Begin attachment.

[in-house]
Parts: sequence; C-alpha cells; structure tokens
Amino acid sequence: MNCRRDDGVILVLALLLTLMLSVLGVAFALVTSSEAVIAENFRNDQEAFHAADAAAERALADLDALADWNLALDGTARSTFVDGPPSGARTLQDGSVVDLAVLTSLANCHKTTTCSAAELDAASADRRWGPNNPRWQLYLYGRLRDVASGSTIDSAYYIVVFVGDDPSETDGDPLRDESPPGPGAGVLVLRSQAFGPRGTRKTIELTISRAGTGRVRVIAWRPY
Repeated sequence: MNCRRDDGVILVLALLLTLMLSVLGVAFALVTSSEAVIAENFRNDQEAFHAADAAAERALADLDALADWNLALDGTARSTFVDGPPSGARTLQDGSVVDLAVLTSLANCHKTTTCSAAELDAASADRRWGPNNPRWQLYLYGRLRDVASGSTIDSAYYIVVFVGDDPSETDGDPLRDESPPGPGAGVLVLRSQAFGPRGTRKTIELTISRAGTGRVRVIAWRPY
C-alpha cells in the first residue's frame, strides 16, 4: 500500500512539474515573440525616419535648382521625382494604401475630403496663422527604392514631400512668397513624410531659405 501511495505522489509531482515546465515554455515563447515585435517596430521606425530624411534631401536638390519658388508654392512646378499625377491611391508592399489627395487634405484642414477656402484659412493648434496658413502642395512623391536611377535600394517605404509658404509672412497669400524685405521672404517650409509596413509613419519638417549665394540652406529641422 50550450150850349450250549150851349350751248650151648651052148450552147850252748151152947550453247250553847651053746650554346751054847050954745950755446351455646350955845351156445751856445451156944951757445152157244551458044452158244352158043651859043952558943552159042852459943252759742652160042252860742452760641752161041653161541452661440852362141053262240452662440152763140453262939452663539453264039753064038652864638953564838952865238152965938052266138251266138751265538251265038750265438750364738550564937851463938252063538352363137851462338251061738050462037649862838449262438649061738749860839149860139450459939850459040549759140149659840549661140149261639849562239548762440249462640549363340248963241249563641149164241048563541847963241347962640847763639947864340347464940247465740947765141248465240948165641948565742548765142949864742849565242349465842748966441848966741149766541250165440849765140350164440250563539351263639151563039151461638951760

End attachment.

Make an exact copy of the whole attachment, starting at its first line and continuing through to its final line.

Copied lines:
[in-house]
Parts: sequence; C-alpha cells; structure tokens
Amino acid sequence: MNCRRDDGVILVLALLLTLMLSVLGVAFALVTSSEAVIAENFRNDQEAFHAADAAAERALADLDALADWNLALDGTARSTFVDGPPSGARTLQDGSVVDLAVLTSLANCHKTTTCSAAELDAASADRRWGPNNPRWQLYLYGRLRDVASGSTIDSAYYIVVFVGDDPSETDGDPLRDESPPGPGAGVLVLRSQAFGPRGTRKTIELTISRAGTGRVRVIAWRPY
Repeated sequence: MNCRRDDGVILVLALLLTLMLSVLGVAFALVTSSEAVIAENFRNDQEAFHAADAAAERALADLDALADWNLALDGTARSTFVDGPPSGARTLQDGSVVDLAVLTSLANCHKTTTCSAAELDAASADRRWGPNNPRWQLYLYGRLRDVASGSTIDSAYYIVVFVGDDPSETDGDPLRDESPPGPGAGVLVLRSQAFGPRGTRKTIELTISRAGTGRVRVIAWRPY
C-alpha cells in the first residue's frame, strides 16, 4: 500500500512539474515573440525616419535648382521625382494604401475630403496663422527604392514631400512668397513624410531659405 501511495505522489509531482515546465515554455515563447515585435517596430521606425530624411534631401536638390519658388508654392512646378499625377491611391508592399489627395487634405484642414477656402484659412493648434496658413502642395512623391536611377535600394517605404509658404509672412497669400524685405521672404517650409509596413509613419519638417549665394540652406529641422 50550450150850349450250549150851349350751248650151648651052148450552147850252748151152947550453247250553847651053746650554346751054847050954745950755446351455646350955845351156445751856445451156944951757445152157244551458044452158244352158043651859043952558943552159042852459943252759742652160042252860742452760641752161041653161541452661440852362141053262240452662440152763140453262939452663539453264039753064038652864638953564838952865238152965938052266138251266138751265538251265038750265438750364738550564937851463938252063538352363137851462338251061738050462037649862838449262438649061738749860839149860139450459939850459040549759140149659840549661140149261639849562239548762440249462640549363340248963241249563641149164241048563541847963241347962640847763639947864340347464940247465740947765141248465240948165641948565742548765142949864742849565242349465842748966441848966741149766541250165440849765140350164440250563539351263639151563039151461638951760